Sad news for lovers of huge V8-powered pick ups – it looks like the 702hp RAM TRX is about to face extinction.
RAM has confirmed production of its enormous, supercharged dual-cab ute – which is converted to right-hand-drive for Australia and sold here for the princely sum of $224,950 – will end production in December this year. We’re quite sad about that.
To mark the occasion, RAM has revealed a special, limited edition version of the TRX, dubbed the 2024 RAM 1500 TRX 6.2L Supercharged V8 Final Edition.
The model is limited to 4000 units worldwide and brings a host of visual and equipment upgrades to help send the TRX off in style as it wanders into the enormous dinosaur park in the sky.
Three exclusive colours are offered – Delmonico Red, Harvest Sunrise and Edge Blue – and there’s also a Satin Titanium Finish for the standard bead-lock alloys. Inside, the digital instrument cluster gains a ‘Final Edition’ welcome message, there’s a 19-speaker Harman/Kardon sound system, contrast stitching and a host of other upgraded cabin materials like additional suede and matte carbon fibre inserts.
There’s also a Final Edition badge on the lid of the ginormous centre console which includes the limited edition ute’s build number.
One thing RAM hasn’t touched is the TRX’s 6.2-litre Hellcat V8, although with 523kW/882Nm already on tap, the big V8 wasn’t exactly crying out for more power.
Need some context? That’s 231kW/299Nm more than you get from a Ford Ranger Raptor, which is basically like having an entire Honda Civic Type R’s worth of additional grunt at your disposal.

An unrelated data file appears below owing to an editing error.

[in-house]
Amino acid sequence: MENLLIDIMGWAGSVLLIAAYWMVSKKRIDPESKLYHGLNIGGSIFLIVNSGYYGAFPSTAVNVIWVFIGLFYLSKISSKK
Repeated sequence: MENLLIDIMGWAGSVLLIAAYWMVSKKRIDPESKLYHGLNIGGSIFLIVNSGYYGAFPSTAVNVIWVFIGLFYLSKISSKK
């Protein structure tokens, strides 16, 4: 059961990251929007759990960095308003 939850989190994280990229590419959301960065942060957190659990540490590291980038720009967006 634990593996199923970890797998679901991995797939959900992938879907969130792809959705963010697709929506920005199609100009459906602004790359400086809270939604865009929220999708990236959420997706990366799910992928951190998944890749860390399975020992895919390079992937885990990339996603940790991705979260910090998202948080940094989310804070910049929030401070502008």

It also helps the 3.0-tonne RAM TRX rocket from 0-100km/h in 4.5 seconds and cover the quarter mile in 12.9sec @ 174km/h.
Aussie versions of the RAM TRX are already highly specified but it is likely a few examples of the Final Edition will make their way Down Under.
A spokesperson for Ateco, who imports the TRX into Australia, told us: “I’m told we will get Final Edition TRX but numbers and timings are still to be confirmed.”
That the RAM TRX is shuffling off this mortal coil is no great surprise, though there is a glimmer of hope on the horizon.
RAM’s CEO Tim Kuniskis says there is a successor planned: “This current chapter in RAM’s high-performance trucks is coming to a close, but it’s not the end of TRX’s story. We’ll have more news to come at a later date.”
Wedging a higher output version of RAM’s twin-turbo 3.0-litre ‘Hurricane’ straight six into the next TRX could be an option. Or RAM might go down the electric path and build a flared-guard, high-flying version of its REV electric ute.